The acrobat ant Crematogaster obscurata Emery was first discovered in the U.S. in 1995 and reported in 2000 (Deyrup et al. 2000) under the name of C. agnita Wheeler, now a synonym of C. obscurata (Longino 2003). This species may be distinguished from other Florida Crematogaster by its flattened, semierect hairs and by its granulate microsculpture on the sides of the head, mesopleura and propodeum (Fig. 1). In the field it may be recognized by its small size: workers are about 2.3 mm in length, about two thirds the length of other local species of arboreal Crematogaster. In Central America, C. obscurata is known from dry forest habitats and beach margins (Longino 2003). Florida colonies were found in a tropical hardwood hammock and nearby coastal mangroves. Nests occurred in dead portions of living trees: hollow twigs and branches, and insect galleries in larger dead branches. One nest was in the stub of a dead branch of Piscidia piscipula (L.) Sargent, the others in Rhizophora mangle L. Two in the red mangroves were in isolated trees in the intertidal zone, so foraging may be confined to a single tree. Nests had numerous queens that had shed their wings, so it is possible that colonies may spread by fission.
Outside of Florida, C. obscurata is known from Mexico, Guatemala, Belize, Costa Rica, and Venezuela (Longino 2003). In Florida, C. obscurata is known from the Atlantic side of the southwest end of Summerland Key, Monroe County. I consider this species an exotic in Florida because it is apparently absent from the West Indies, and it is highly unlikely that a species with the dispersal ability to colonize Florida from Central America would fail to colonize islands in the West Indies. It is also unlikely that a species that had spread around the Gulf of Mexico during a warm climatic period would now be so highly restricted in distribution. This species might have been imported recently, or it might have come long ago, perhaps in the 1800s, during the campaign to bring useful and ornamental Neotropical plants to tropical Florida from Mexico and Central America (Deyrup et al. 2000). There are over 50 species of exotic ants in Florida, including several species that are seldom encountered (Deyrup et al. 2000).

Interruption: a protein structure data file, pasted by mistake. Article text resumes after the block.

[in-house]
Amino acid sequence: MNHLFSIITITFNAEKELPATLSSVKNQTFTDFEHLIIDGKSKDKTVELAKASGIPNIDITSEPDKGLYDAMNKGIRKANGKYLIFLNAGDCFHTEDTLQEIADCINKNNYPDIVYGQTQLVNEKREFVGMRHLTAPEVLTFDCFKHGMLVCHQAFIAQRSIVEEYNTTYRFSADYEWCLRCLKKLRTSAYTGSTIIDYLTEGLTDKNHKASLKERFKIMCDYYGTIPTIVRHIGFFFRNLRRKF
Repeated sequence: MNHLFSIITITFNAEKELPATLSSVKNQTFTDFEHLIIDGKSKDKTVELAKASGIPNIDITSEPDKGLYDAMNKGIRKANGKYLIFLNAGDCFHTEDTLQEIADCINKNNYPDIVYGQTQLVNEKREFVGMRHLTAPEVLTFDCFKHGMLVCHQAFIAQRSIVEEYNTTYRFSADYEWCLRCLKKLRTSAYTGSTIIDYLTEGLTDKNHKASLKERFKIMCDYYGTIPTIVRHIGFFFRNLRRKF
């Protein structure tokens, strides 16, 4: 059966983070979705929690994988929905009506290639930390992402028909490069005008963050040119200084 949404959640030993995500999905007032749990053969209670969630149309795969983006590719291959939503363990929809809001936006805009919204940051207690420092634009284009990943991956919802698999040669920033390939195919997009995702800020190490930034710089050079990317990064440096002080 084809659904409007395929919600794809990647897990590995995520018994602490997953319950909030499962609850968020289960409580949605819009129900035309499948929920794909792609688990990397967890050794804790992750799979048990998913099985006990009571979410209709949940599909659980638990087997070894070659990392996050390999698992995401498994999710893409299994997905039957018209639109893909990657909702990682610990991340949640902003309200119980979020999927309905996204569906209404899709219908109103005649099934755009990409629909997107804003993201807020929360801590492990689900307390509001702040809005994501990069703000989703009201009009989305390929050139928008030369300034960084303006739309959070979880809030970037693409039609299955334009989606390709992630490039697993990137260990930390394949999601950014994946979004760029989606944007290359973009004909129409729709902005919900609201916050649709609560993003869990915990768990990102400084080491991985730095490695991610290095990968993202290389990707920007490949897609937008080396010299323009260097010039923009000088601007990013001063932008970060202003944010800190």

The Florida distribution of C. obscurata is probably genuinely limited. The 1995 collection was made by 3 experienced “ant hunters,” Stefan Cover, Bert Hölldobler, and myself; we did not find additional colonies in surrounding trees or elsewhere in the Keys. The tree containing the colony and the surrounding hammock were later swept away by hurricanes. The 2006 collection from nearby mangroves was also made by experienced myrmecologists, Lloyd Davis, Corrie Moreaux, and myself; we were unable to find additional colonies nearby or elsewhere. Prior to 1995, a variety of other surveys of ants of the Florida Keys (summarized in Deyrup et al. 1988) did not produce C. obscurata.
Crematogaster obscurata presents an interesting dilemma in conservation ecology. It is known from a single site, from which it could probably be eradicated with poison baits placed on trees where colonies occur. This could be done relatively easily, inexpensively, and without ecological damage to surrounding areas. It is not known to be a pest species, and does not seem to have dispersed in an invasive way in the 11 years since it was discovered. Nevertheless, it is always possible that obscurata could displace native mangrove ants, foster sap-sucking insects, or attack native tropical insects. Moreover, it could be an ecological time bomb, persisting for a period in a restricted area until it achieves a critical population mass, or evolves a critical adaptation that promotes invasive spread. Prudence suggests an effort to eradicate C. obscurata, even though it seems an innocuous ant that adds an interesting species to the ant fauna of Florida. Prior to such an attempt, there should be a more thorough investigation of the taxonomy of Florida C. obscurata. It would be unfortunate and embarrassing if this population was exterminated, then found to have represented a rare endemic. There should also be a more thorough survey of West Summerland and nearby Keys to make sure the species has not already established itself beyond the limits of practical eradication without serious effects on non-target species. The Florida Keys are a unique ecological resource. Any attempt to alter the fauna of the Keys should be done with the permission and cooperation of the agencies that protect the fauna of the islands.
A small population of the Neotropical acrobat ant Crematogaster obscurata has survived a series of hurricanes on West Summerland Key, Monroe County, Florida. This is the only known U.S. population of this apparently innocuous species. If the exotic status and limited range of the Florida population is confirmed, it would be prudent to attempt to eradicate it, using insecticidal baits applied to the trees where colonies occur.